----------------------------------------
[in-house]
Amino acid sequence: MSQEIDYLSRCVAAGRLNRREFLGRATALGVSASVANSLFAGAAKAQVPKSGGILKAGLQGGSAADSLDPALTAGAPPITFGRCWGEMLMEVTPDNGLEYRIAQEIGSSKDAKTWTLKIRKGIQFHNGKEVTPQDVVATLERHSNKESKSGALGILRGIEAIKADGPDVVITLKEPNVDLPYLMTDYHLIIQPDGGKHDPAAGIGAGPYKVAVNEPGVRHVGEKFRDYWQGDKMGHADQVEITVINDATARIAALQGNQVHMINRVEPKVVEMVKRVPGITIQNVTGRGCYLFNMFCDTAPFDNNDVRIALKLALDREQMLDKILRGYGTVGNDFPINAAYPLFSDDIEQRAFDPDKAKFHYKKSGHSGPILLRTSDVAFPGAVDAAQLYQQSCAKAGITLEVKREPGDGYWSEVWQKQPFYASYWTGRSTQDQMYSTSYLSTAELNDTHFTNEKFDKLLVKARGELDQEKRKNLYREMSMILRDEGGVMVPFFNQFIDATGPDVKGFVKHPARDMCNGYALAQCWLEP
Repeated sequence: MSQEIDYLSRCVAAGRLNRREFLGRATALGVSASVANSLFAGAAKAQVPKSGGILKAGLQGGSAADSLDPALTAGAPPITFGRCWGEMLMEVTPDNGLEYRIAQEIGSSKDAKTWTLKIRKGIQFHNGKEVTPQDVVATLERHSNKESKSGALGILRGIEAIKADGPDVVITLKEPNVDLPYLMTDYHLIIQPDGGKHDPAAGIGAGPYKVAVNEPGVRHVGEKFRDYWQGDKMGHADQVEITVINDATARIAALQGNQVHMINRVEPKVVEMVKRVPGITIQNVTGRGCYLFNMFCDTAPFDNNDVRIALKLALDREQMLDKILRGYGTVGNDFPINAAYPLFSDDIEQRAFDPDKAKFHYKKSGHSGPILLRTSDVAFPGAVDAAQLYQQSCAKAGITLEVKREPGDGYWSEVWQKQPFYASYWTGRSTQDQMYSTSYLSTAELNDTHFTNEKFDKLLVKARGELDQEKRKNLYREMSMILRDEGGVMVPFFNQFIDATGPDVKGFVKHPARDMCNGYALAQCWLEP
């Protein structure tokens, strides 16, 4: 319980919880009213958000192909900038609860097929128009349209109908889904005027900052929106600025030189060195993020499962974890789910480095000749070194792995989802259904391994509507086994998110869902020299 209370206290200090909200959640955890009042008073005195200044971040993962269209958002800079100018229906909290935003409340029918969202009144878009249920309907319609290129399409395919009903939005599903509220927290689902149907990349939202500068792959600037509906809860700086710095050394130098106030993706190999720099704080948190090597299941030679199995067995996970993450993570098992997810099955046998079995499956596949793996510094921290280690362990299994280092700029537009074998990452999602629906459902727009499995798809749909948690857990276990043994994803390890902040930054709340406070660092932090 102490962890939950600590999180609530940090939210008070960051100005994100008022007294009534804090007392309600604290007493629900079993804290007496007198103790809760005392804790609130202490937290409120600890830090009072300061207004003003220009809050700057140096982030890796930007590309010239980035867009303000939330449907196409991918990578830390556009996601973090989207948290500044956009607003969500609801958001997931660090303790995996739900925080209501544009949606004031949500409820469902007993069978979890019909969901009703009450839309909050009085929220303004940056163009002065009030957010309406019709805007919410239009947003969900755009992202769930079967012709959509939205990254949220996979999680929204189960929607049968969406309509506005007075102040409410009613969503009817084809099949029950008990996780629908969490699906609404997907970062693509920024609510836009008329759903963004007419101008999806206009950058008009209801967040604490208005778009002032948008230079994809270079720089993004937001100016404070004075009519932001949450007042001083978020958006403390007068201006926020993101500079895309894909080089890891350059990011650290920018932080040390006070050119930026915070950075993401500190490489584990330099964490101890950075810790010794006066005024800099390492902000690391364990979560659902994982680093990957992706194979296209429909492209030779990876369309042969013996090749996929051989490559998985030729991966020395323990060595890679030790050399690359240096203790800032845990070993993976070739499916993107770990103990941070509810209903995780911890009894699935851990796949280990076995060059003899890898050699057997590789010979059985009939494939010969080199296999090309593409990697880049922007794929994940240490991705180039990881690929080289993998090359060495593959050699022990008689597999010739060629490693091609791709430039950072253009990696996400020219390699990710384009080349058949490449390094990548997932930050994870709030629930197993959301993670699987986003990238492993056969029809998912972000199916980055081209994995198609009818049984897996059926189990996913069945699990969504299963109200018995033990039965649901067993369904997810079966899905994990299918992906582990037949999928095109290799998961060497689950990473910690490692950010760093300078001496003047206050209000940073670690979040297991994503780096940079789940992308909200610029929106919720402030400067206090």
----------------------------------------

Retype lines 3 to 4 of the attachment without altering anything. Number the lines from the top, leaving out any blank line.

Repeated sequence: MSQEIDYLSRCVAAGRLNRREFLGRATALGVSASVANSLFAGAAKAQVPKSGGILKAGLQGGSAADSLDPALTAGAPPITFGRCWGEMLMEVTPDNGLEYRIAQEIGSSKDAKTWTLKIRKGIQFHNGKEVTPQDVVATLERHSNKESKSGALGILRGIEAIKADGPDVVITLKEPNVDLPYLMTDYHLIIQPDGGKHDPAAGIGAGPYKVAVNEPGVRHVGEKFRDYWQGDKMGHADQVEITVINDATARIAALQGNQVHMINRVEPKVVEMVKRVPGITIQNVTGRGCYLFNMFCDTAPFDNNDVRIALKLALDREQMLDKILRGYGTVGNDFPINAAYPLFSDDIEQRAFDPDKAKFHYKKSGHSGPILLRTSDVAFPGAVDAAQLYQQSCAKAGITLEVKREPGDGYWSEVWQKQPFYASYWTGRSTQDQMYSTSYLSTAELNDTHFTNEKFDKLLVKARGELDQEKRKNLYREMSMILRDEGGVMVPFFNQFIDATGPDVKGFVKHPARDMCNGYALAQCWLEP
């Protein structure tokens, strides 16, 4: 319980919880009213958000192909900038609860097929128009349209109908889904005027900052929106600025030189060195993020499962974890789910480095000749070194792995989802259904391994509507086994998110869902020299 209370206290200090909200959640955890009042008073005195200044971040993962269209958002800079100018229906909290935003409340029918969202009144878009249920309907319609290129399409395919009903939005599903509220927290689902149907990349939202500068792959600037509906809860700086710095050394130098106030993706190999720099704080948190090597299941030679199995067995996970993450993570098992997810099955046998079995499956596949793996510094921290280690362990299994280092700029537009074998990452999602629906459902727009499995798809749909948690857990276990043994994803390890902040930054709340406070660092932090 102490962890939950600590999180609530940090939210008070960051100005994100008022007294009534804090007392309600604290007493629900079993804290007496007198103790809760005392804790609130202490937290409120600890830090009072300061207004003003220009809050700057140096982030890796930007590309010239980035867009303000939330449907196409991918990578830390556009996601973090989207948290500044956009607003969500609801958001997931660090303790995996739900925080209501544009949606004031949500409820469902007993069978979890019909969901009703009450839309909050009085929220303004940056163009002065009030957010309406019709805007919410239009947003969900755009992202769930079967012709959509939205990254949220996979999680929204189960929607049968969406309509506005007075102040409410009613969503009817084809099949029950008990996780629908969490699906609404997907970062693509920024609510836009008329759903963004007419101008999806206009950058008009209801967040604490208005778009002032948008230079994809270079720089993004937001100016404070004075009519932001949450007042001083978020958006403390007068201006926020993101500079895309894909080089890891350059990011650290920018932080040390006070050119930026915070950075993401500190490489584990330099964490101890950075810790010794006066005024800099390492902000690391364990979560659902994982680093990957992706194979296209429909492209030779990876369309042969013996090749996929051989490559998985030729991966020395323990060595890679030790050399690359240096203790800032845990070993993976070739499916993107770990103990941070509810209903995780911890009894699935851990796949280990076995060059003899890898050699057997590789010979059985009939494939010969080199296999090309593409990697880049922007794929994940240490991705180039990881690929080289993998090359060495593959050699022990008689597999010739060629490693091609791709430039950072253009990696996400020219390699990710384009080349058949490449390094990548997932930050994870709030629930197993959301993670699987986003990238492993056969029809998912972000199916980055081209994995198609009818049984897996059926189990996913069945699990969504299963109200018995033990039965649901067993369904997810079966899905994990299918992906582990037949999928095109290799998961060497689950990473910690490692950010760093300078001496003047206050209000940073670690979040297991994503780096940079789940992308909200610029929106919720402030400067206090």